Cross-strait Relations under Beijing’s Wolf-Warrior Diplomacy
By Chao Chien-min
United Daily News, May 23, 2020
In her inaugural address delivered on May 20, President Tsai Ing-wen asserted that her cross-strait policy would be based upon “peace” and “dialogue”. Two days later in his Report on the Work of the Government delivered to the General Assembly of the National People’s Congress, Chinese Premier Li Keqiang mentioned cross-strait relations but neglected two key terms: the so-called “1992 Consensus” and “One Country, Two Systems.” Recent discussions have surfaced over the possibility of dialogue between Taiwan’s ruling Democratic Progressive Party (DPP) and the Chinese Communist Party. Cross-strait relations is facing unprecedented changes, affected by mainland China’s domestic and international challenges.
In his governance report delivered to the 19th National Congress of the Communist Party, Chinese President Xi Jinping proposed three core tasks: avoid financial risks, precisely implement the “aid-the-poor” policy, and prevent environmental pollution. Due to coronavirus (COVID-19) pandemic, the main tasks, compared to those of last year, have changed substantially. Premier Li did not mention GDP growth rate but emphasized stability instead.
In order to reduce the impact of trade war with the United States, China implemented six-points policy in July 2018 to promote stability, with hopes to stabilize financial markets and foreign trade and investment. However, the pandemic has hindered economic development. Therefore, the Chinese government adjusted the priority from external to internal needs and launched this April a six-points policy focusing on domestic demand, including maintain public commodities, markets, and supply chains. While Chinese policy has shifted from preventing external impact to maintaining domestic stability, employment has becomes top priority. Economic growth in the first quarter was -6.8 percent, the lowest since gross domestic product (GDP) growth was first published by the Chinese government. Experts even estimate that the unemployment may raise up to 200 million, thus shifting China’s top priority from alleviating poverty to ensuring employment. The Communist Party’s politburo meeting on April 17 decided to expand deficits, enlarge national and local public debt, and overturn the directives of last year’s government work report to minimize local debt risks.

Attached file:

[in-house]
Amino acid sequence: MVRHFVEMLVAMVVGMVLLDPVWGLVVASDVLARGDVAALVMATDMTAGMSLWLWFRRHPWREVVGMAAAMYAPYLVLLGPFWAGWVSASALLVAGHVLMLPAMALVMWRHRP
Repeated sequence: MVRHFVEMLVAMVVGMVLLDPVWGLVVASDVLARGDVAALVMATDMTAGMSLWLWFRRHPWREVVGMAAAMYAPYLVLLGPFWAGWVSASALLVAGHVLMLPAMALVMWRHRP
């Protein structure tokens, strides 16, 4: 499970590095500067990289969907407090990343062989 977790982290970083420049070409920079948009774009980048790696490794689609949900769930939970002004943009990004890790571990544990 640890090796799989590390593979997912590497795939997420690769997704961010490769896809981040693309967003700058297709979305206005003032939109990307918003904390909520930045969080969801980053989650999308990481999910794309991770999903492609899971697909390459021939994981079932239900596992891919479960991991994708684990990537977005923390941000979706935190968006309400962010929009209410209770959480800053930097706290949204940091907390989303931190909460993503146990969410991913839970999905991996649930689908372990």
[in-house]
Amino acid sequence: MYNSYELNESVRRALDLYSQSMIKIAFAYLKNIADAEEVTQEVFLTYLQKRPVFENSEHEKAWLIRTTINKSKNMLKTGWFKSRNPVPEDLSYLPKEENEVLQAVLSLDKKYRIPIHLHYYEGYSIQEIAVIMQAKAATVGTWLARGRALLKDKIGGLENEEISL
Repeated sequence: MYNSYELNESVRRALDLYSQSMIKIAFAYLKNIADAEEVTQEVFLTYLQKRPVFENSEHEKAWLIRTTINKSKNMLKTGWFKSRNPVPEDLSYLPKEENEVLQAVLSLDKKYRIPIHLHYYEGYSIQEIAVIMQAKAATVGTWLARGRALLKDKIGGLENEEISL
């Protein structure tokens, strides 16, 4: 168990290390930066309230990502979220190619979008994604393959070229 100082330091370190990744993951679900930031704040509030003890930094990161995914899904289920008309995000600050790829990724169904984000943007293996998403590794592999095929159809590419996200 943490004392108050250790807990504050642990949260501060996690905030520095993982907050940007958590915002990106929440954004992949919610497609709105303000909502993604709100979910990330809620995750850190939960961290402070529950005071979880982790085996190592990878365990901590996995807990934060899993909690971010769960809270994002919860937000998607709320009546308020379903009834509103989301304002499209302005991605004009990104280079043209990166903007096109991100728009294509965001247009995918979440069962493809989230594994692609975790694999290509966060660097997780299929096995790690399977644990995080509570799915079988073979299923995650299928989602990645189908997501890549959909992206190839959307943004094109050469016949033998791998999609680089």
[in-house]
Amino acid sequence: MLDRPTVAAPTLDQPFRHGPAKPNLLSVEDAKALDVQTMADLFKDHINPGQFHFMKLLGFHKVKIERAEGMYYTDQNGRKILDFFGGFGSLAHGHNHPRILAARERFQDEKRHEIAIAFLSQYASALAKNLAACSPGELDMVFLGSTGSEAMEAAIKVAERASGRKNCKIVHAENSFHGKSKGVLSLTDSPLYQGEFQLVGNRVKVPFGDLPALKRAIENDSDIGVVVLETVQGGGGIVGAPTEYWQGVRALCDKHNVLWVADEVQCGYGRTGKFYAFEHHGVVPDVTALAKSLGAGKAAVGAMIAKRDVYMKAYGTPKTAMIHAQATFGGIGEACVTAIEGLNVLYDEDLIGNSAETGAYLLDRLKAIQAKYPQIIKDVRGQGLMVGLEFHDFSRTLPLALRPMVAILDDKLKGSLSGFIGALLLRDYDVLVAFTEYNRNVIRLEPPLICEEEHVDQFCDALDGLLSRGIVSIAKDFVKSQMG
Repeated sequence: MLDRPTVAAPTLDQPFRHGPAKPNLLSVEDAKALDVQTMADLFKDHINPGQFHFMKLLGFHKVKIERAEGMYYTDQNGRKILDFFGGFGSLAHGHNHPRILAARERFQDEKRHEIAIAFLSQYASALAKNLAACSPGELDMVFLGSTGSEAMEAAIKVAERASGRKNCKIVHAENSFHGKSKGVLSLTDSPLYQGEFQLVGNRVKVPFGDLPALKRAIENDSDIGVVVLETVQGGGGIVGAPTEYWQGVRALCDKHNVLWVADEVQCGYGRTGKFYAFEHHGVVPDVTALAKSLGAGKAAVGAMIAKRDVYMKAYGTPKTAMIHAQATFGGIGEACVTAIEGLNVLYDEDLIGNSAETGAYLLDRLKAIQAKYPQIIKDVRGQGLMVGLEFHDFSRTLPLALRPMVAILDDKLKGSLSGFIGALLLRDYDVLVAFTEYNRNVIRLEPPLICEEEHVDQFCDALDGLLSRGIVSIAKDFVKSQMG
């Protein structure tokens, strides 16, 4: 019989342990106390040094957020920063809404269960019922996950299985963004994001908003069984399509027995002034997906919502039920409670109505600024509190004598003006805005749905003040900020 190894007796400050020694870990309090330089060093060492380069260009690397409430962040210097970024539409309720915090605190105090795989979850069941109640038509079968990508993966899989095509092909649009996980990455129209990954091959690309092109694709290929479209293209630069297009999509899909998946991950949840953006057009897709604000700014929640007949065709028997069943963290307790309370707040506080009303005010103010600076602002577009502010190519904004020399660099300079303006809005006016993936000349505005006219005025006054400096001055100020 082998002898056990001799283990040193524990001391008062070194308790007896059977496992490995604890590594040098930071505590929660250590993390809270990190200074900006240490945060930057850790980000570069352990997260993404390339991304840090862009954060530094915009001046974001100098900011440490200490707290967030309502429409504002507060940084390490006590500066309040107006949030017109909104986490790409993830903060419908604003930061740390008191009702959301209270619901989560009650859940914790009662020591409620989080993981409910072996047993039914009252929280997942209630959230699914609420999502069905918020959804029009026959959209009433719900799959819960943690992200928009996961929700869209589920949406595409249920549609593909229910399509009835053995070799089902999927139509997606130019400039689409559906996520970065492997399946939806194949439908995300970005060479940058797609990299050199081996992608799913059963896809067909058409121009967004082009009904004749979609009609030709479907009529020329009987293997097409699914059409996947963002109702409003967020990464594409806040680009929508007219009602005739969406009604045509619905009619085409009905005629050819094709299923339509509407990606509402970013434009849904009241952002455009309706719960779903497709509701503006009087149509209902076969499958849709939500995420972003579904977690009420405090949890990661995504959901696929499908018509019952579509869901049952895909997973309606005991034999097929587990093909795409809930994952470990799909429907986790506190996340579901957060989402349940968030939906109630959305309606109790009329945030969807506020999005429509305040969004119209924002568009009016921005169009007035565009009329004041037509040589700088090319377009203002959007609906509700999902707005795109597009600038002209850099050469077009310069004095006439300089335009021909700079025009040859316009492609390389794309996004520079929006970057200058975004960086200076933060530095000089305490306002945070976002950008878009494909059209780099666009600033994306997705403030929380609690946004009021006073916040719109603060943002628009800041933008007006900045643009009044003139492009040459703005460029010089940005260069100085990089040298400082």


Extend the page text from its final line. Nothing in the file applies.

In addition to the serious situation within, the trade war between the United States and China is escalating. Chinese foreign policy has turned offensive, which has been dubbed “wolf-warrior diplomacy.” The following are a few examples.
First, Chinese attitude towards the United States will likely turn “eye-for-an-eye” instead of tolerance. Responding to U.S. President Donald Trump’s accusation that coronavirus arose out of a laboratory in Wuhan, Foreign Ministry Spokesman Zhao Lijian refuted and accused that the virus was brought to Wuhan by US soldiers. During the World Health Assembly (WHA) this year, Australia echoed the U.S. claim to commence an independent investigation of coronavirus outbreak. The most prominent counter-attack was China’s immediately announcing an 80% tariff on imports of Australian barley for five years. The Chinese ambassador to Australia warned that Chinese students and tourists may affect the Australian economy.